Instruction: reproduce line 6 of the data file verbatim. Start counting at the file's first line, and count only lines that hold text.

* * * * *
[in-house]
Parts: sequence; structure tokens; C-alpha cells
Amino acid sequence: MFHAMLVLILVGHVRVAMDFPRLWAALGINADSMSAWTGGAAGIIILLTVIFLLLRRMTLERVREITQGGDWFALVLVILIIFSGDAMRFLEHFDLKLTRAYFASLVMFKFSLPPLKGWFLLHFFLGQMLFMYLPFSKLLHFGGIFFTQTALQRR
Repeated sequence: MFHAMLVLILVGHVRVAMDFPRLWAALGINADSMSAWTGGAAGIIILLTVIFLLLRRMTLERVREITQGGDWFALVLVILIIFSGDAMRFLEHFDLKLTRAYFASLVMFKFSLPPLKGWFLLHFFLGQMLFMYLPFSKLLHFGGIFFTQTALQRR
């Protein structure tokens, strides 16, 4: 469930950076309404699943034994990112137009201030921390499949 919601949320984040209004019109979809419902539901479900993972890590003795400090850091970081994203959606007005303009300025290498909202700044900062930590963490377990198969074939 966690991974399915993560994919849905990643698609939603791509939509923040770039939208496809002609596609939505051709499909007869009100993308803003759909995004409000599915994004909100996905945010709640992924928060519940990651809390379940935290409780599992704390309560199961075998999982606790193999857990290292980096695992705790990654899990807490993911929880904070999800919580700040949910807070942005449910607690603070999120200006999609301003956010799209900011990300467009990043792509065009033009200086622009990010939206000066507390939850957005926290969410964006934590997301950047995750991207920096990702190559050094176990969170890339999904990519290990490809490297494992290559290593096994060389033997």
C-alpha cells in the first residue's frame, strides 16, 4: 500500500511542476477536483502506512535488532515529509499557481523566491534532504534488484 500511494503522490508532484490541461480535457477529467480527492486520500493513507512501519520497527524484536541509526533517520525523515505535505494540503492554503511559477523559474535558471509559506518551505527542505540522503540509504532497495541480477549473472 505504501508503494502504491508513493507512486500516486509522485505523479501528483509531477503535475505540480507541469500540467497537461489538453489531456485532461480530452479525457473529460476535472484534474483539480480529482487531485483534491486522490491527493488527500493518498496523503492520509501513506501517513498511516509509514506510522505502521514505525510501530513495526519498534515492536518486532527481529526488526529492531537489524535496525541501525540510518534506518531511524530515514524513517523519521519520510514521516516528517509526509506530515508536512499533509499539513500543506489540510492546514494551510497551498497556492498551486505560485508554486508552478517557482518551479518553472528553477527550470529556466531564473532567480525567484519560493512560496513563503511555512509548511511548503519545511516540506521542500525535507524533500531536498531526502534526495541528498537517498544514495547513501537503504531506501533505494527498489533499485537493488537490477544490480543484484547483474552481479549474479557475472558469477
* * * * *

C-alpha cells in the first residue's frame, strides 16, 4: 500500500511542476477536483502506512535488532515529509499557481523566491534532504534488484 500511494503522490508532484490541461480535457477529467480527492486520500493513507512501519520497527524484536541509526533517520525523515505535505494540503492554503511559477523559474535558471509559506518551505527542505540522503540509504532497495541480477549473472 505504501508503494502504491508513493507512486500516486509522485505523479501528483509531477503535475505540480507541469500540467497537461489538453489531456485532461480530452479525457473529460476535472484534474483539480480529482487531485483534491486522490491527493488527500493518498496523503492520509501513506501517513498511516509509514506510522505502521514505525510501530513495526519498534515492536518486532527481529526488526529492531537489524535496525541501525540510518534506518531511524530515514524513517523519521519520510514521516516528517509526509506530515508536512499533509499539513500543506489540510492546514494551510497551498497556492498551486505560485508554486508552478517557482518551479518553472528553477527550470529556466531564473532567480525567484519560493512560496513563503511555512509548511511548503519545511516540506521542500525535507524533500531536498531526502534526495541528498537517498544514495547513501537503504531506501533505494527498489533499485537493488537490477544490480543484484547483474552481479549474479557475472558469477